In an interview with Terry Gross on NPR, author Dr. Anna Lemke, MD author of the book Drug Dealer, MD, describes what has been taught to medical doctors about pain.
“Doctors began to think of pain as something that had to be eliminated at all costs, today we think of pain as purely dangerous, we don’t see any medicinal value and we certainly don’t see any beneficial spiritual value.”
All of this began at the beginning of prescribing Opioid pain medications. It was believed that there was no such thing as overprescribing when this medication when it first arrived on the scene. It was one of the first drugs that really dealt with chronic or intractable pain. Doctors were thrilled to have something to share with people who had suffered for so long.
This class of drugs has a long past. Opioid drugs were originally derived from the poppy plant producing opium and has been in recorded use since 3400BC. In the 1800’s morphine was derived and given to many soldiers during the civil war. In the 1900’s heroin was given out by the Saint James company to morphine addicts to attempt to curb the addiction. Starting in the 1950’s the FDA approved Oxycodone in the form of Percodan. Since then there has been a form of opioids in the medical prescriptive system ever since.
In the 1990’s an interesting small shift caused a spike in opioid prescription use. The Joint Commission, a non-profit that accredits hospitals and health care organizations recommended that all doctors ask their patients about pain. Pain became the “5th Vital Sign”. Accordingly, more people focused on their pain and more Opioids were prescribed.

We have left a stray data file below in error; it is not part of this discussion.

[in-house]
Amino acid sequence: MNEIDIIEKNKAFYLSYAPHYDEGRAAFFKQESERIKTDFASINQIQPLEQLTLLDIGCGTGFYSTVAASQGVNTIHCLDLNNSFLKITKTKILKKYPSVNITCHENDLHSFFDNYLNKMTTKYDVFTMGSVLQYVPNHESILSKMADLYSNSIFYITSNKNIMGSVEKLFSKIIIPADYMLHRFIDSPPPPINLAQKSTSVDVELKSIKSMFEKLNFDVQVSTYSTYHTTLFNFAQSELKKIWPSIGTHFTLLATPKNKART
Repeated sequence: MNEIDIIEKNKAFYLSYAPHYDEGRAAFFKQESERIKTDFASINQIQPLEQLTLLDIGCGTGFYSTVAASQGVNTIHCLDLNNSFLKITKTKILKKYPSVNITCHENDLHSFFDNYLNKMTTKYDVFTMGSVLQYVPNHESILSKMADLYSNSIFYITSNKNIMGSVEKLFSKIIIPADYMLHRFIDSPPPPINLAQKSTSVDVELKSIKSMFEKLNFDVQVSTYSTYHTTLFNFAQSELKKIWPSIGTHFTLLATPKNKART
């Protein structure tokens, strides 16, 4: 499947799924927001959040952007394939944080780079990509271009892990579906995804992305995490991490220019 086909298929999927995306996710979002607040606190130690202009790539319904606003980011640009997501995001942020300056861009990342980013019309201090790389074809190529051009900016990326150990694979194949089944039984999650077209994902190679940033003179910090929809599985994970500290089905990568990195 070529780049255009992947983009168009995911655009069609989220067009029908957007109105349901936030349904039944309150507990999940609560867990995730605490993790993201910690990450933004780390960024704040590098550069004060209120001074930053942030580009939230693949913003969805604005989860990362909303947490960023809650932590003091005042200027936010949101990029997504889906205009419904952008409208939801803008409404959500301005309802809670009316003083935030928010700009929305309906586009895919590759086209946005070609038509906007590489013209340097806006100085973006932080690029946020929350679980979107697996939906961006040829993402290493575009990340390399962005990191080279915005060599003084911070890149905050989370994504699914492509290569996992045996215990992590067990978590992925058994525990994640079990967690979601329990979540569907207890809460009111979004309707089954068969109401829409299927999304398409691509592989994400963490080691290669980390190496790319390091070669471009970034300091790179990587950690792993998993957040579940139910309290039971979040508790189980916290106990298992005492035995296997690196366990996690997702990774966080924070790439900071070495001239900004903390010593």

Lemke describes the Joint Commission as a regulatory structure that was became enmeshed with Big Pharma and eventually Big Pharma started to direct much of it’s suggestion to hospitals and doctors regarding pharmaceuticals.
Luckily the tide has turned in the last few years. A 2012 article published by Baldini et. Al stated:
“Through a variety of mechanisms, opioids cause adverse events in several organ systems. Evidence shows that chronic opioid therapy is associated with constipation, sleep-disordered breathing, fractures, hypothalamic-pituitary-adrenal dysregulation, and overdose. However, significant gaps remain regarding the spectrum of potentially opioid-related adverse effects. Opioid-related adverse effects can cause significant declines in health-related quality of life and increased health care costs.”
And the New York Times reported a drop in drug prescription rates in 2013, 14 and 15. So what are the implications between this overperscription epidemic and Reorganizational Healing (ROH).
First it seems important to consider the perspective taken. It would be easy for alternative practitioners to take the moral high ground and vilify prescription drug prescribers but is further stage 2 division really going to help the problem or just entrench each side more deeply?
The answer seems to be offering people solutions that really work. Prescriptions are an energy neutral strategy on their best day and energy poor for many people in actual application. It seems the central crux here is how to view pain. Here we land at the central principle of Reoganizational Healing. Restore or Reorganize?
The reason this opioid epidemic has occurred is because the perspective on pain has been that it is bad and should be eliminated returning (or Restoring) the person to a now nonexistent previous state of being.
If pain is appreciated as a natural feedback mechanism for a body and life off course it can be invited in and valued as an invitation for course correction that typically results in more of what we desire – health, love, fun, connection and many other positive benefits.
Valuing pain is central. As developer of ROH Donald Epstein, has shared you can never change something unless you value it first. This is exactly what ROH encourages, a Discovery of the pain and what it is trying to share with us. A Transformation of who we are once we have learned from the pain and circumstance and an Awakening to the next level of who we can be.
Opioid timeline on The Atlantic
2012 Baldini et al